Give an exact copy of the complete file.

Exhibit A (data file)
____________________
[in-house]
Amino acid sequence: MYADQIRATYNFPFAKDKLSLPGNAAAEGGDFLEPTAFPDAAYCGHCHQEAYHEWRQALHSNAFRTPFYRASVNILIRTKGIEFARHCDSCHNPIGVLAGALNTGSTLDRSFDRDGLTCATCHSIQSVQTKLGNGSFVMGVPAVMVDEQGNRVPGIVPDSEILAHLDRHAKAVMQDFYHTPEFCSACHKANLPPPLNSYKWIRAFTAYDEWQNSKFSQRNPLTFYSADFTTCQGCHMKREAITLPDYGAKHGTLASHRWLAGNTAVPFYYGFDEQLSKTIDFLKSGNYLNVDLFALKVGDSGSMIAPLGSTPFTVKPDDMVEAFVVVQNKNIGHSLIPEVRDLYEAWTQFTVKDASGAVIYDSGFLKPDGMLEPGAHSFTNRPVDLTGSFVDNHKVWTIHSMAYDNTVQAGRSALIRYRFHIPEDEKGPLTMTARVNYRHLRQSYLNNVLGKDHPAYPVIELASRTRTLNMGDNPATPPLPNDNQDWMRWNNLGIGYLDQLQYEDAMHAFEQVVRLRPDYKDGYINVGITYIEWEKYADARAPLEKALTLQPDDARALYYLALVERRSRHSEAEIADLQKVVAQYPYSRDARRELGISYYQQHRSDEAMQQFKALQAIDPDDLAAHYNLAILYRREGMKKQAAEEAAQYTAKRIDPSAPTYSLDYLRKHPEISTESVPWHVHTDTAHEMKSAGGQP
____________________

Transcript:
[in-house]
Amino acid sequence: MYADQIRATYNFPFAKDKLSLPGNAAAEGGDFLEPTAFPDAAYCGHCHQEAYHEWRQALHSNAFRTPFYRASVNILIRTKGIEFARHCDSCHNPIGVLAGALNTGSTLDRSFDRDGLTCATCHSIQSVQTKLGNGSFVMGVPAVMVDEQGNRVPGIVPDSEILAHLDRHAKAVMQDFYHTPEFCSACHKANLPPPLNSYKWIRAFTAYDEWQNSKFSQRNPLTFYSADFTTCQGCHMKREAITLPDYGAKHGTLASHRWLAGNTAVPFYYGFDEQLSKTIDFLKSGNYLNVDLFALKVGDSGSMIAPLGSTPFTVKPDDMVEAFVVVQNKNIGHSLIPEVRDLYEAWTQFTVKDASGAVIYDSGFLKPDGMLEPGAHSFTNRPVDLTGSFVDNHKVWTIHSMAYDNTVQAGRSALIRYRFHIPEDEKGPLTMTARVNYRHLRQSYLNNVLGKDHPAYPVIELASRTRTLNMGDNPATPPLPNDNQDWMRWNNLGIGYLDQLQYEDAMHAFEQVVRLRPDYKDGYINVGITYIEWEKYADARAPLEKALTLQPDDARALYYLALVERRSRHSEAEIADLQKVVAQYPYSRDARRELGISYYQQHRSDEAMQQFKALQAIDPDDLAAHYNLAILYRREGMKKQAAEEAAQYTAKRIDPSAPTYSLDYLRKHPEISTESVPWHVHTDTAHEMKSAGGQP